Also, I cover mechanics less by having students view videos before class that cover the mechanics. Sometimes instructors show them in class, or sometimes students complete pre-assignments I design in Google Forms or Qualtrics where they watch videos and then do the things described in the videos (brainstorm keywords on their topic, search the database, etc.). The great thing about the pre-assignment, beyond freeing up my time to focus less on mechanics, is that I have all of this formative assessment data I can use to focus on where students are struggling. You can see some examples and specifics on my pre-assignments in my slides from a preconference workshop I gave last year: The Mindful Instruction Librarian and the One-Shot (see slides 16-27).
How can I find the page that holds PDX’s All Learning Objects?
Not sure here if you meant PCC’s instructional videos or if you meant the Information Literacy Toolkit. Our tutorials are all housed on our Handouts and Tutorials page, but the toolkit is still in development and won’t be released until shortly before Fall.
Has anyone implemented Poll Everywhere for student reflection/assessment in your sessions? Hoping to start doing that this semester!
I have not used Poll Everywhere, but I have used Padlet, which is somewhat similar in that all students can anonymously post content to a collaborative whiteboard. I’ve used it more for research question and keyword brainstorming than for reflection, but both certainly could be used for student reflection. I find it easy enough for students to post to a Google Form or a collaborative Google Doc, so that’s what I use.
What did you call the short sessions you did at Portland State in advance of the full one-shot session?
Warmth sessions, which are borrowed shamelessly from the work of Dale Vidmar (Southern Oregon University) and Constance Mellon.
Vidmar, Dale J. “Affective change: Integrating pre-sessions in the students’ classroom prior to library instruction.” Reference Services Review 26.3/4 (1998): 75-95.
Mellon, Constance A. “Library anxiety: A grounded theory and its development.” College & Research Libraries 47.2 (1986): 160-165.
Also, do you have suggestions about how to explain the Framework in easy-to-understand terms. I have faculty that tell me what can you do for my students and do not care about the lingo, such as “information literacy.” It’s what can you do for my students.
What about non-librarian faculty framework freakout? as in…just teach them how to use the databases…
As to the first question, I never use info lit jargon with faculty. As a liaison, I work with a diverse portfolio of departments, each of which requires different approaches to outreach. With our developmental education faculty, we have shown them aspects of the framework because they are a population that groks reading apprenticeship, metacognition, and the idea that helping students develop positive habits of mind is as important (if not more so) as mechanical skill development. In my more content-focused disciplines, a different approach is needed.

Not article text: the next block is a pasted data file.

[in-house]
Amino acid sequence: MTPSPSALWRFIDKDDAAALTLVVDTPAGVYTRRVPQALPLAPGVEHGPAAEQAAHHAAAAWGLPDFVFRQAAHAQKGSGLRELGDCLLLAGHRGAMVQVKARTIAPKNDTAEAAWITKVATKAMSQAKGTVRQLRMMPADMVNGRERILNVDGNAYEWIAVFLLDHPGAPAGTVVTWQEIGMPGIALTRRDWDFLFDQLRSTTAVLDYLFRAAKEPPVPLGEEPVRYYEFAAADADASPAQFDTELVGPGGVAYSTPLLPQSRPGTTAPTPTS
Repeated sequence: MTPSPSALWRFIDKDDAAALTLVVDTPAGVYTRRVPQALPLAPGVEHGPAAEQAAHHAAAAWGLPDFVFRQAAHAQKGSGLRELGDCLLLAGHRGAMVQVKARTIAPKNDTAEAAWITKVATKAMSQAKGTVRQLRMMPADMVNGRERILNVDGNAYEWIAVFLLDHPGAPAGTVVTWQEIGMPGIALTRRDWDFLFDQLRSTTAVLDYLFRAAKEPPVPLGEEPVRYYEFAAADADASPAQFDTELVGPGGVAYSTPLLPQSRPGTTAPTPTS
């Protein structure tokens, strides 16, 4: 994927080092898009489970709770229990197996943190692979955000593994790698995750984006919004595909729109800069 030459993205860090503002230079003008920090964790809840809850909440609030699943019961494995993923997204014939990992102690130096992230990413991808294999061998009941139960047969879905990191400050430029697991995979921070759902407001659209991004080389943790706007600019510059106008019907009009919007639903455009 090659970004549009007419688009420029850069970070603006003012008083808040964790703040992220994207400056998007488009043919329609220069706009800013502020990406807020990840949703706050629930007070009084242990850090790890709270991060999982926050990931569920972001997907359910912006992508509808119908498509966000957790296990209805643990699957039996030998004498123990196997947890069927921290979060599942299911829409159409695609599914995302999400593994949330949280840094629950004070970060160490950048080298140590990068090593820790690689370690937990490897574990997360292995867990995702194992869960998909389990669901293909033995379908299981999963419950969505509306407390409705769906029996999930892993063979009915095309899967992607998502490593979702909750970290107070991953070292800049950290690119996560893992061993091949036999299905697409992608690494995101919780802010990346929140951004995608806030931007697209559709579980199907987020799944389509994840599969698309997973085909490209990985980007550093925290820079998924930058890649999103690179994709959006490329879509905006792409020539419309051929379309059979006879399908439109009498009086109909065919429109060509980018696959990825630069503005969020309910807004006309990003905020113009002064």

In this era of declining budgets and neoliberalism, colleges and universities are more focused than ever on ensuring that students are developing the skills employers are looking for. I think the Project Information Literacy research around how students navigate information in the workplace as well as additional research I’ve seen here and there about the information skills employers want can be very persuasive in framing information literacy as workplace readiness. But really, the key is to know your audience and what they’d find persuasive.
In terms of pushing back on faculty who want us to focus solely on “how to search databases,” this isn’t a tension I encounter much at PCC and maybe that’s the community college difference (I don’t know for sure). I think letting faculty know that learning how to use a library database does not mean that they will be able to brainstorm keywords from their topic that will help them find relevant sources or that they will be able to evaluate the sources they find to select ones that are both relevant and of sufficient quality for the task at hand. Databases aren’t magic. If we only focus on searching, students will not be able to do research effectively as there is so much more that goes into the process. Framing things in terms of workplace readiness may also be persuasive, but it really all depends on the instructor and what you think will persuade them. But, as I said, at PCC, our faculty for the most part respect our expertise in this area and trust us to make good decisions about what to teach.
We’re in the process of creating tutorials for faculty to embed into their online classes. I’m curious whether your have created assessments for your faculty to use with your tutorials.
Not assessments per se, but we are in the process of creating (and have already created a few) suggested activities that faculty can either have students do in class or have them do as homework around the learning outcome covered in the video. This will give the faculty member the opportunity to see how well students have internalized/mastered the lessons in the video so they’ll know whether further emphasis/teaching is required. They will live in the Information Literacy Toolkit.
Can Meredith comment on the applicability of the Framework in the community college context, versus the other contexts she also has work experience in? Does it apply “equally yet differently”?
It’s hard for me to know what is specific to my community college vs. what is specific to community colleges in general, because I’ve only worked at one. So your mileage may vary. I think having a lot of non-traditional students and being a conduit either to a trade or to a four-year institution helps faculty think differently about what we do here. I think the Framework and teaching in a Framework-y way is an easier sell at my community college. I’ve already talked about the developmental education faculty and how they are very much on the same page as the Framework, but faculty here in general do recognize that there are a lot of things that go into learning that go beyond content and mechanical skills. We see students who are being held back by their lack of self-efficacy, lack of good studentship skills/dispositions, etc. We know that building student self-efficacy and good studentship are as important (if not more) than the content we teach in a particular course. There is also a strong focus on making students employable, which encourages a focus on what students need beyond the content and after school is over. At PCC, one of our core outcomes is self-reflection so that metacognitive work is respected here at the College. I feel very lucky to work where I do.